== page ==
9 So far it is has been illustrated that there is little evidence that the in ation expectations of households and professional forecasters are rational. This raises the question of whether expectations can be better explained with theories of adaptive learning. The next section will introduce a general model that is used to examine the t of simple recursive forecasting rules with data on actual in ation and in ation expectations. The model This section follows Branch and Evans (6) and Basdevant (5) and outlines a general state space forecasting model that nests alternative models. Let t denote in ation in period t. It is assumed that the reduced form that economic agents use in order to form expectations of in ation is given by t = b tx t + " t (.) where b t = (b t ; b t ; b t ; :::; b (n+)t ) and x t = (; y t ). Furthermore " t is a serially uncorrelated disturbance with mean zero and variance H t ; that is E(" t ) = and V ar(" t ) = H t : Let y t with dimension nx denote a vector of variables of interest. Thus n is the number of independent variables in our model. These could be lagged values of in ation, output growth or changes in interest rates for example. It is hence assumed that economic agents view in ation in period t as a function of a constant and lagged variables of general interest. Furthermore economic agents are seen as forming their expectations for in ation for the next period using the current values of variables of interest such as in ation and output growth. Together with the assumption that b t = b t + t (.) where E( t ) = and E( t t) = Q t, the above corresponds to a general state space model with b t being the state. Conditional forecasts of t are given by b tpt = b t x t : The parameter vector b t can be estimated using the Kalman lter. 6 The recursion can be written as follows: bb t = b b t + k t ( t b b t x t ) (.) the author upon request. 6 For an explanation of the basic Kalman ltering procedure, see Hamilton (99). 9
10 where the Kalman gain, k t ; is given by k t = (P t + Q t ) x t H t + x t(p t + Q t )x t (.) and P t = P t (P t + Q t ) x t x t (P t + Q t ) H t + x t (P t + Q t ) x t + Q t (.5) where P t = E(b t b bt )(b t b bt ) : As shown by Marcet and Sargent (989a,b) the learning process converges to equilibrium only when the law of motion of the parameters is time invariant. 7 In other words, convergence requires Q t =. Within the Kalman lter framework it is hence possible to test whether learning is perpetual or whether it converges to equilibrium by examining whether the variance of the state variables is signi cantly di erent from zero. If Q t = and H t = ; the Kalman lter recursions, (.)-(.5), become equivalent to recursive least squares (RLS) as shown by Sargent (999). The system can then be written as bb t = b b t + t R t x t ( t b b t x t ) (.6) R t = R t + t (x t x t R t ) (.7) where t = t and R t is the matrix of second moments of x t. The gain, t ; will approach zero as t! : Thus, the above algorithm corresponds to the recursive formulation of ordinary least squares. As shown by Evans and Honkapohja (), when economic agents use recursive least squares to update their parameter estimates, these estimates will eventually converge to their rational expectations values. If Q t = P t and H t =, the system becomes equivalent to the constant gain version of recursive least squares (Sargent 999), so that t = in equations (.6) and (.7). Using a constant gain algorithm implies that more weight is placed on recent observations. This algorithm is equivalent to applying weighted least squares where the weights decline geometrically with the distance in time between the observation being weighted and the most recent observation. Thus, the constant gain learning algorithm resembles estimation by ordinary least squares, but with a rolling window of data where the sample size is approximately : Past observations are discounted at a geometric rate of. Hence constant gain least squares learning (CGLS) is more robust to structural change than recursive least 7 According to Basdevant (5), the Kalman lter framework allows one to test whether expectations converge towards the rational expectations equilibrium. However, this assumes that agents use the correct model of the economy. If the model used for forecasting is incorrect, expectations may converge towards a so called restricted perceptions equilibrium (Evans and Honkapohja ).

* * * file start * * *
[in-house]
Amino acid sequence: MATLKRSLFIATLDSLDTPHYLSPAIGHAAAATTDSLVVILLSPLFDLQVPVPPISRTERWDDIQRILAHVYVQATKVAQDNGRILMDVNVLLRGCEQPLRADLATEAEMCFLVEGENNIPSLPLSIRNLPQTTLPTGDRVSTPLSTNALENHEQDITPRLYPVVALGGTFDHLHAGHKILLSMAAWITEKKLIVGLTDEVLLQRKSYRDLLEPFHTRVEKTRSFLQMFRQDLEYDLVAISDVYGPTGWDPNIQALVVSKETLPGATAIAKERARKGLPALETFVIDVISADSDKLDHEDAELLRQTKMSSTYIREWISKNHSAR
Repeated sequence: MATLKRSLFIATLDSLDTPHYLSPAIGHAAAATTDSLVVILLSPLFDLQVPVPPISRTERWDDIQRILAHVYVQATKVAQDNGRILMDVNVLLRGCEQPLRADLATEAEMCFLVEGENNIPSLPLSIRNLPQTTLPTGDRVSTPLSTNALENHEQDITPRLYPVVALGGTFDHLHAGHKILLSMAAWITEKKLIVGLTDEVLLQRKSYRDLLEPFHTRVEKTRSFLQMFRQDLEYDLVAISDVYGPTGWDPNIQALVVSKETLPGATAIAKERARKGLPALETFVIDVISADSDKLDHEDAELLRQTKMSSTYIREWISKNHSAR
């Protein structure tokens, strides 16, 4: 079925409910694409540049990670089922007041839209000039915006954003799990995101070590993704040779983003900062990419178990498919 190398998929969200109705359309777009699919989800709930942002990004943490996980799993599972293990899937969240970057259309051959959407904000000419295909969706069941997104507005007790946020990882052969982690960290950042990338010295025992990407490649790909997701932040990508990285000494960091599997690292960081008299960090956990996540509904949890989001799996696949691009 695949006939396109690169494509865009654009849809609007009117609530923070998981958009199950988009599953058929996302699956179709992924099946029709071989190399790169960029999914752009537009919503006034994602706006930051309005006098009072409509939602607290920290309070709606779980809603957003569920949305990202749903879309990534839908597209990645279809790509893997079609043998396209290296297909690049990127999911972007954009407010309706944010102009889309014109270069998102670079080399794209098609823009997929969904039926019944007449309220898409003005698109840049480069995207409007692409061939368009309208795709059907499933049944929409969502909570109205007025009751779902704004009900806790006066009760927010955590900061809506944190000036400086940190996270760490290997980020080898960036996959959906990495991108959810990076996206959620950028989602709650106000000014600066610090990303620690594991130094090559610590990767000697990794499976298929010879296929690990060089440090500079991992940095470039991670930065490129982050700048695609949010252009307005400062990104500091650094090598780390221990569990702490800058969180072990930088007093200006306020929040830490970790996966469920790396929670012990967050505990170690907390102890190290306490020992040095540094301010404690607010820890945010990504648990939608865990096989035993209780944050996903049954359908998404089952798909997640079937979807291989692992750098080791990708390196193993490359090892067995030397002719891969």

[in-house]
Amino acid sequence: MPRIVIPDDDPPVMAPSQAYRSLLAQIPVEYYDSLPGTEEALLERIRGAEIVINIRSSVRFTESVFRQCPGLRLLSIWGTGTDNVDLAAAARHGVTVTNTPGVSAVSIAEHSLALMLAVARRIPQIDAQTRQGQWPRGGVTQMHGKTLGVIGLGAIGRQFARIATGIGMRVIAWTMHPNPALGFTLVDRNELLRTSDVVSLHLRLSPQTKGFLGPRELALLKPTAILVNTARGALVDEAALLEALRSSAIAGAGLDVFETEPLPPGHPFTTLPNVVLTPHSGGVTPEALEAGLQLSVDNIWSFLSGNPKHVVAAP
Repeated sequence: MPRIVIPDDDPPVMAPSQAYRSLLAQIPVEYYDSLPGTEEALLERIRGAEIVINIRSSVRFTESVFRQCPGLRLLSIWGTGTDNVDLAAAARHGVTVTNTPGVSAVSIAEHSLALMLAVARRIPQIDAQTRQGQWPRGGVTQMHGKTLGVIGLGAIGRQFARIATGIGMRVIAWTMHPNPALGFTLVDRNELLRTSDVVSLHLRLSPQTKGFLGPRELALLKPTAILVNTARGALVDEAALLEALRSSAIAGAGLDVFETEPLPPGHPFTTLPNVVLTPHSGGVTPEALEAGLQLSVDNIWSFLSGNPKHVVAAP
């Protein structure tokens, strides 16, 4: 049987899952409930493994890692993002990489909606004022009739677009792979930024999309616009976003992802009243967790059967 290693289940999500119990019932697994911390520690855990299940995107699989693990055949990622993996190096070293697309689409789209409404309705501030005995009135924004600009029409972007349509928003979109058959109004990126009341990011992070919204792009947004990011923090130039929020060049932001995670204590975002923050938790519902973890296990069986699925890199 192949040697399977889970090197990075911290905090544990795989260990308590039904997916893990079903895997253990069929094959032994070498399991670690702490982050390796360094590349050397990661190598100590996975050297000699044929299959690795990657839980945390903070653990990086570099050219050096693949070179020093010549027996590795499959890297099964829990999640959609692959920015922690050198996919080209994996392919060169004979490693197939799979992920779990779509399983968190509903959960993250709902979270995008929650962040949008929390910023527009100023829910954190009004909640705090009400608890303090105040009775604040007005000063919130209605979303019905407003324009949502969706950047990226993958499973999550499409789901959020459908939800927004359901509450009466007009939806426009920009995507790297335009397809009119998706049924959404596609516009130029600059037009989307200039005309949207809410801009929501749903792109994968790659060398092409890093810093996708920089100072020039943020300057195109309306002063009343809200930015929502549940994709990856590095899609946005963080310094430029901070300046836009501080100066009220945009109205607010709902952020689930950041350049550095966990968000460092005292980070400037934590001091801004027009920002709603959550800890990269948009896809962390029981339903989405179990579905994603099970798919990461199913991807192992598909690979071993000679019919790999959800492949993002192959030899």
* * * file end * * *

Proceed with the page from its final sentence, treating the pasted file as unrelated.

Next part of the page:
11 squares learning. Evans and Honkapohja () provide a more detailed explanation of both learning algorithms. Simple learning rules This section compares the performance of alternative recursive forecasting models. It assesses the ability of di erent simple learning models to t data on actual in ation and in ation expectations. It is thereby examined whether learning is a plausible description of household and professional forecaster behaviour. It will also be investigated to what extent recursive least squares and constant gain least squares, which are the two most commonly used learning mechanisms described in the theoretical literature, provide a good description of forecaster behaviour. Estimates of the constant gain parameters are provided for each country and it is analysed whether there is country heterogeneity with respect to learning. Heterogeneity between households and professional forecasters is also examined. It will then be assessed to what extent the results are plausible and speci cally whether they agree with other economic theories, such as Sims s theory of Rational Inattention. Estimation procedure The paper follows Branch and Evans (6) and divides the sample for each country in three parts: a pre-forecasting period in which prior beliefs are formed by estimating (.); an insample period in which optimal gain parameters are determined for the case of constant gain least squares, while for recursive least squares learning the gain sequence continues to be updated as t ; and nally, an out-of-sample forecasting period. For household expectations, a fairly long pre-forecasting period, 98M-989M is chosen in order to avoid over-sensitivity of the initial estimates. The in-sample period is 99M- 998M. The out-of-sample period is hence 998M5-6M9. 8 Given the monthly frequency of the data, the independent variable vector x t is de ned as (; y t ) : The in ation expectation by households in period t for period t is hence given by tpt = b t x t (.) When economic agents form expectations, the best estimate of the coe cients in period t is used. As new data become available agents update their estimates according to either constant gain least squares learning or recursive least squares learning. The formulae 8 This sample period was chosen so that the in- and out-of-sample periods correspond to the period for which household expectations are available. The period from 99M-6M9 was then split in half to generate the in- and out-of-sample periods.